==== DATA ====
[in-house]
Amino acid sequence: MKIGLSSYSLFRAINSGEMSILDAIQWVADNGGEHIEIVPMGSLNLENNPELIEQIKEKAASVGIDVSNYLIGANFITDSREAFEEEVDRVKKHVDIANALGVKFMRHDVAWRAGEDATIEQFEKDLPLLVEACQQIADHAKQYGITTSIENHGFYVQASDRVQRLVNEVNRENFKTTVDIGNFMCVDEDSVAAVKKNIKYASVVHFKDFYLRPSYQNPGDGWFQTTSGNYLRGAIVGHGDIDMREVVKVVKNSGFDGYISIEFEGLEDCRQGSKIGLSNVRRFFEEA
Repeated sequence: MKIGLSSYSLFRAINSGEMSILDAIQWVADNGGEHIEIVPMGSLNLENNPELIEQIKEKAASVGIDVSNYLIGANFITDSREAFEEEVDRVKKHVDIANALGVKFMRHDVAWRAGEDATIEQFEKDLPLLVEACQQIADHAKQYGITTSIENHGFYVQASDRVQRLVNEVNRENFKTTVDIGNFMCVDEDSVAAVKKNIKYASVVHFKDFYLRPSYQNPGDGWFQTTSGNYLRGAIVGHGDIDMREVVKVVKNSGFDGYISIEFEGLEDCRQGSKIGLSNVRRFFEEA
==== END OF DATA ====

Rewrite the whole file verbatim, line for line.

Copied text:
[in-house]
Amino acid sequence: MKIGLSSYSLFRAINSGEMSILDAIQWVADNGGEHIEIVPMGSLNLENNPELIEQIKEKAASVGIDVSNYLIGANFITDSREAFEEEVDRVKKHVDIANALGVKFMRHDVAWRAGEDATIEQFEKDLPLLVEACQQIADHAKQYGITTSIENHGFYVQASDRVQRLVNEVNRENFKTTVDIGNFMCVDEDSVAAVKKNIKYASVVHFKDFYLRPSYQNPGDGWFQTTSGNYLRGAIVGHGDIDMREVVKVVKNSGFDGYISIEFEGLEDCRQGSKIGLSNVRRFFEEA
Repeated sequence: MKIGLSSYSLFRAINSGEMSILDAIQWVADNGGEHIEIVPMGSLNLENNPELIEQIKEKAASVGIDVSNYLIGANFITDSREAFEEEVDRVKKHVDIANALGVKFMRHDVAWRAGEDATIEQFEKDLPLLVEACQQIADHAKQYGITTSIENHGFYVQASDRVQRLVNEVNRENFKTTVDIGNFMCVDEDSVAAVKKNIKYASVVHFKDFYLRPSYQNPGDGWFQTTSGNYLRGAIVGHGDIDMREVVKVVKNSGFDGYISIEFEGLEDCRQGSKIGLSNVRRFFEEA